# If all works of art evoke intense feelings, and this sculpture is a work of art, then it follows that this sculpture ...

Batman on January 12, 2014

Replies

Naz on January 18, 2014

Okay let's diagram the argument:

"If all works of art evoke intense feelings,"

P1: WoA ==> EIF
not EIF ==> not WoA

"and this sculpture is a work of art,"

P2: WoA

"then it follows that this sculpture evokes intense feelings."

C1: EIF

"But this sculpture does not evoke intense feelings at all,"

P3: not EIF

"So either this sculpture is not a work of art, or not all works of art evoke intense feelings."

C2: not WoA or WoA-some-not EIF

Answer choice (B) does not have a similar pattern of reasoning. Let's diagram:

"If all medical research is significant,"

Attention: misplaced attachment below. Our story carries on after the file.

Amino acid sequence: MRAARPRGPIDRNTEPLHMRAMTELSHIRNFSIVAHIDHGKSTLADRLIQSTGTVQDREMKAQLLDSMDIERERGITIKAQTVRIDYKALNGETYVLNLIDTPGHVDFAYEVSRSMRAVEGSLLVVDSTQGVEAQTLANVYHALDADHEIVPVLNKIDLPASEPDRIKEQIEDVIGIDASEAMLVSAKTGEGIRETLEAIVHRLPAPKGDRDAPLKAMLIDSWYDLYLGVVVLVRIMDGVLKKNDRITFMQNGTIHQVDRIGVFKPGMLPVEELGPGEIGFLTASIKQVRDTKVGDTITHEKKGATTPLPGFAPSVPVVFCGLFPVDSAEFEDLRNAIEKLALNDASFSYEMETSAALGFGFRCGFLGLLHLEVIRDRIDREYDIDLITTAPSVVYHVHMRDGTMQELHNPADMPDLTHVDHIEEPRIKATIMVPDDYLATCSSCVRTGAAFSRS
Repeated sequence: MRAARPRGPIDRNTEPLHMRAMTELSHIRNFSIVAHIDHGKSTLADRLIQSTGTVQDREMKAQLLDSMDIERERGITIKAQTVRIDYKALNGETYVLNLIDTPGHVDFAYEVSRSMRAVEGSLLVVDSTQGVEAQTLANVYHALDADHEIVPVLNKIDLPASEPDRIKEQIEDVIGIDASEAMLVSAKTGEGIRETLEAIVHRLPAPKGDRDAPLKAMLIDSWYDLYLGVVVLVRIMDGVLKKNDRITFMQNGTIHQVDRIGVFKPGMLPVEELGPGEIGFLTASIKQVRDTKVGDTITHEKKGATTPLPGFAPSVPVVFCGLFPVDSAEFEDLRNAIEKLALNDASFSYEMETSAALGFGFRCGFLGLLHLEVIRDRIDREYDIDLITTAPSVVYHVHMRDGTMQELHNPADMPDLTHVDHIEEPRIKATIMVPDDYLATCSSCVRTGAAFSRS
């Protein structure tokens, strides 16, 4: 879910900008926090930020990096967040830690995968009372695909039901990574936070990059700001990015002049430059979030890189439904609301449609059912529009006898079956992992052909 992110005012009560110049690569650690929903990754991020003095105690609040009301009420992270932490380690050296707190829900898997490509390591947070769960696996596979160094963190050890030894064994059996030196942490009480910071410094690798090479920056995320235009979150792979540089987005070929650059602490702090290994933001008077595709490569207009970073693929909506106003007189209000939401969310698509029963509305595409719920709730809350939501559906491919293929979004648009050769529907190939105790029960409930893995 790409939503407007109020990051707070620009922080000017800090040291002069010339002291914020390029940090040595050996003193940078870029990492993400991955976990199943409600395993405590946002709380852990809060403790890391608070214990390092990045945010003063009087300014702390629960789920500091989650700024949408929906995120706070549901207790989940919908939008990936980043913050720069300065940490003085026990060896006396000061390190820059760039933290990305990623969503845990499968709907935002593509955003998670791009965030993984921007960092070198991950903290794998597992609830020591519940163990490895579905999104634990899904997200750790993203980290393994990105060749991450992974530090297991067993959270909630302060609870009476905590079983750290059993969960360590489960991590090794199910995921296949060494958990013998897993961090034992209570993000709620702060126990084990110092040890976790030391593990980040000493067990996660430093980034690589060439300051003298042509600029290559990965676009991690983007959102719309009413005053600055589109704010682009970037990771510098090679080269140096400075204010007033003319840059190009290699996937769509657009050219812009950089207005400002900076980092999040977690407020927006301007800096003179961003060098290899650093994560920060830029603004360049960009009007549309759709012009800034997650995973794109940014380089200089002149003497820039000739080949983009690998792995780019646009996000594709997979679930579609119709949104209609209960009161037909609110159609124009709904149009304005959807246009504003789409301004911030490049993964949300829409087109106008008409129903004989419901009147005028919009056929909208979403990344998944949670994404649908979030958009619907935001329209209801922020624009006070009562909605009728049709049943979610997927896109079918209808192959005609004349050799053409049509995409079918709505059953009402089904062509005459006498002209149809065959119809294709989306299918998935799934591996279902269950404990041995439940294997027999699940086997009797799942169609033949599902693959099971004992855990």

P1: MR ==> S
not S ==> not MR

"and this research is medical,"

P2: MR

"then it follows that this research is significant."

C1: S

"But this research is actually of no significance."

P3: not S

"So not all medical research is significant, and this is not medical."

C2: MR-some-not S and not M

The main conclusion, C2, in the argument was that due to the evidence and general rule presented EITHER some works of art do not evoke intense feelings, OR this is not a work of art. However, in answer choice (B), the main conclusion is that some medical research is not significant AND this research is not medical. The main conclusion of the argument includes at least one of the options presented, whereas the conclusion in answer choice (B) includes both. This is why answer choice (B) does not have a similar pattern of reasoning as the argument.

Hope that helps! Let us know if you have any other questions!

Batman on January 19, 2014

Thank you so much!